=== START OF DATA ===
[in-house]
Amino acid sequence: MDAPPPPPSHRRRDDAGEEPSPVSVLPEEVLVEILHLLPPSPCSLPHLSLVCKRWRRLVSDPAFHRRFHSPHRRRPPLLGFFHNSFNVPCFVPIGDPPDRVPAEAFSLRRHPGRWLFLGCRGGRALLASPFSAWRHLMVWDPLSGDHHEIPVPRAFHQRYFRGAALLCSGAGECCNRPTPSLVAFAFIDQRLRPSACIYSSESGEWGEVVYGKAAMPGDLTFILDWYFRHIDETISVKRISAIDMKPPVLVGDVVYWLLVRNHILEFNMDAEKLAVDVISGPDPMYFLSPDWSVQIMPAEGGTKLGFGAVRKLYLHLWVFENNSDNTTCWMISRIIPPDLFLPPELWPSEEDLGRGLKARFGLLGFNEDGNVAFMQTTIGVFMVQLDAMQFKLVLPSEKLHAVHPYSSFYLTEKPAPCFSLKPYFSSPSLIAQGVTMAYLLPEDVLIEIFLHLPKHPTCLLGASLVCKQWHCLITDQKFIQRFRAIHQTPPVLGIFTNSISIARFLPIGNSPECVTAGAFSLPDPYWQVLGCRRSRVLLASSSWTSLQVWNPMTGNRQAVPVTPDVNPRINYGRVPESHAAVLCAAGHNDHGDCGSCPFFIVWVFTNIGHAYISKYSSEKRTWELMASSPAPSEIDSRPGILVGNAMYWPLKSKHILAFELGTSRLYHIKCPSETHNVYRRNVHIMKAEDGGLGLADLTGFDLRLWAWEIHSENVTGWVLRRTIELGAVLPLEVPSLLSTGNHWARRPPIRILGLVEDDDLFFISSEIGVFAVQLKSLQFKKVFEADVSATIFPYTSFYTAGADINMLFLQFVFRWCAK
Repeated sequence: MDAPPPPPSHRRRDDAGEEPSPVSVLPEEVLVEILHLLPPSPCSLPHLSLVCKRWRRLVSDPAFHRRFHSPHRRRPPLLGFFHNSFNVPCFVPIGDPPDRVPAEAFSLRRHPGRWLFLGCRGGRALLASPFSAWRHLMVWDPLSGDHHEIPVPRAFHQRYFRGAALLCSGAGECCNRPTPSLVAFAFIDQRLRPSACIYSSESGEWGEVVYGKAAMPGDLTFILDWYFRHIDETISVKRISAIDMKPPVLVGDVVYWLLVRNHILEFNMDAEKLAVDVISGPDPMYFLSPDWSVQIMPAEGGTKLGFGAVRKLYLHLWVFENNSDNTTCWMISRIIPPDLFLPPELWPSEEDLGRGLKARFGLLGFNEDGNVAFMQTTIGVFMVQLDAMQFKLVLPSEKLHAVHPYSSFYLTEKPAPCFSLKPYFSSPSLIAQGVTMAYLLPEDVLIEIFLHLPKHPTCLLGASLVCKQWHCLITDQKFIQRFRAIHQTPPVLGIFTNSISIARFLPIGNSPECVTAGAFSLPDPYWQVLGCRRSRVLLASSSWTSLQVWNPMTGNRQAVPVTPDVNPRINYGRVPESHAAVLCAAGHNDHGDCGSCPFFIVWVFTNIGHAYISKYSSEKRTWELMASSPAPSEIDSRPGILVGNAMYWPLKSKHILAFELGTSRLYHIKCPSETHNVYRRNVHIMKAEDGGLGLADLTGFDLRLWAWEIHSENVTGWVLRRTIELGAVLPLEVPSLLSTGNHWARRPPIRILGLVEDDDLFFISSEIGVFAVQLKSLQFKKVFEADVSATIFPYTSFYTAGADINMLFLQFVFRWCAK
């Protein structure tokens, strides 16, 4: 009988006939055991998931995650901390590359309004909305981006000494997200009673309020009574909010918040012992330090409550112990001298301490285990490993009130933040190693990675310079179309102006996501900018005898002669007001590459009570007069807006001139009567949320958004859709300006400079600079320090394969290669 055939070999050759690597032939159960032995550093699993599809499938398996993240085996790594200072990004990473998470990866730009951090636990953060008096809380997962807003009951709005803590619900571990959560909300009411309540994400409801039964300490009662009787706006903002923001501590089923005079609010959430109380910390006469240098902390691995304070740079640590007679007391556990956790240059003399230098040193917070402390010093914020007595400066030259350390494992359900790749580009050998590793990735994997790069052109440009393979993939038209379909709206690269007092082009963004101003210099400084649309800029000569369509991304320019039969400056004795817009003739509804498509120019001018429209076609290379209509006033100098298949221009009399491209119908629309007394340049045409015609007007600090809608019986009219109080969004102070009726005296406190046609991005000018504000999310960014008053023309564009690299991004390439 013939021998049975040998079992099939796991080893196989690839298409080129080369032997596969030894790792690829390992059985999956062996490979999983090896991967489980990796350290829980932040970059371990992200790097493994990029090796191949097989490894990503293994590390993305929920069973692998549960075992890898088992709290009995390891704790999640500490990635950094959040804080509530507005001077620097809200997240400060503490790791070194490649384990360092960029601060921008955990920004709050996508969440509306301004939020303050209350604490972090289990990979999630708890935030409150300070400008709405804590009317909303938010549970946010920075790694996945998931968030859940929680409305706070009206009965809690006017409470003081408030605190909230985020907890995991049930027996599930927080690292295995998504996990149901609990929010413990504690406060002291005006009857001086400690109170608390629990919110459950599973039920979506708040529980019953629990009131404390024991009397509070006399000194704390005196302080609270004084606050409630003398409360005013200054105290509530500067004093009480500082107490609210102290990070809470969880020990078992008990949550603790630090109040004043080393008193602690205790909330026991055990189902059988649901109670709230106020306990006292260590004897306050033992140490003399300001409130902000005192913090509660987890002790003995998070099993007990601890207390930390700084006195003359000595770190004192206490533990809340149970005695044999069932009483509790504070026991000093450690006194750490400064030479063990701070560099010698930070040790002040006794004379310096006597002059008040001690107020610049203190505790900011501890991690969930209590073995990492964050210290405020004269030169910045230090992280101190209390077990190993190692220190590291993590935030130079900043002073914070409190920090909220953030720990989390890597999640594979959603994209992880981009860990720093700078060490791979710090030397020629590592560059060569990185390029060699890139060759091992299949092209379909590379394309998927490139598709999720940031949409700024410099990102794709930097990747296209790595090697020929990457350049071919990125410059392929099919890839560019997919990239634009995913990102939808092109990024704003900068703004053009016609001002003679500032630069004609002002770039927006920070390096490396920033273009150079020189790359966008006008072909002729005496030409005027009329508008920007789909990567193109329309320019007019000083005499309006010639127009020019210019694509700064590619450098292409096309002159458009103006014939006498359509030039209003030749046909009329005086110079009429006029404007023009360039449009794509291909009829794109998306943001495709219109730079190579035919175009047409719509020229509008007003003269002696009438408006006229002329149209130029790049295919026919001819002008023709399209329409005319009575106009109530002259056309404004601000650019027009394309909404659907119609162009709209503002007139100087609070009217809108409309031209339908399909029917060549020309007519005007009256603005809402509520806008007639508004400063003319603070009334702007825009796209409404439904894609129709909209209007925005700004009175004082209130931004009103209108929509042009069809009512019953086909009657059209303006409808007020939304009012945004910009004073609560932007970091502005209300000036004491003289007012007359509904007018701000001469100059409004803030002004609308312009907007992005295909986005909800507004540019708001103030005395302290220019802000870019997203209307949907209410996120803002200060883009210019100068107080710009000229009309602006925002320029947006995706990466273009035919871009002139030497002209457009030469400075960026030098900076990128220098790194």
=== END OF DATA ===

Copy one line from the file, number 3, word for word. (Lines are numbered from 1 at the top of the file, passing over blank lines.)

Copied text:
Repeated sequence: MDAPPPPPSHRRRDDAGEEPSPVSVLPEEVLVEILHLLPPSPCSLPHLSLVCKRWRRLVSDPAFHRRFHSPHRRRPPLLGFFHNSFNVPCFVPIGDPPDRVPAEAFSLRRHPGRWLFLGCRGGRALLASPFSAWRHLMVWDPLSGDHHEIPVPRAFHQRYFRGAALLCSGAGECCNRPTPSLVAFAFIDQRLRPSACIYSSESGEWGEVVYGKAAMPGDLTFILDWYFRHIDETISVKRISAIDMKPPVLVGDVVYWLLVRNHILEFNMDAEKLAVDVISGPDPMYFLSPDWSVQIMPAEGGTKLGFGAVRKLYLHLWVFENNSDNTTCWMISRIIPPDLFLPPELWPSEEDLGRGLKARFGLLGFNEDGNVAFMQTTIGVFMVQLDAMQFKLVLPSEKLHAVHPYSSFYLTEKPAPCFSLKPYFSSPSLIAQGVTMAYLLPEDVLIEIFLHLPKHPTCLLGASLVCKQWHCLITDQKFIQRFRAIHQTPPVLGIFTNSISIARFLPIGNSPECVTAGAFSLPDPYWQVLGCRRSRVLLASSSWTSLQVWNPMTGNRQAVPVTPDVNPRINYGRVPESHAAVLCAAGHNDHGDCGSCPFFIVWVFTNIGHAYISKYSSEKRTWELMASSPAPSEIDSRPGILVGNAMYWPLKSKHILAFELGTSRLYHIKCPSETHNVYRRNVHIMKAEDGGLGLADLTGFDLRLWAWEIHSENVTGWVLRRTIELGAVLPLEVPSLLSTGNHWARRPPIRILGLVEDDDLFFISSEIGVFAVQLKSLQFKKVFEADVSATIFPYTSFYTAGADINMLFLQFVFRWCAK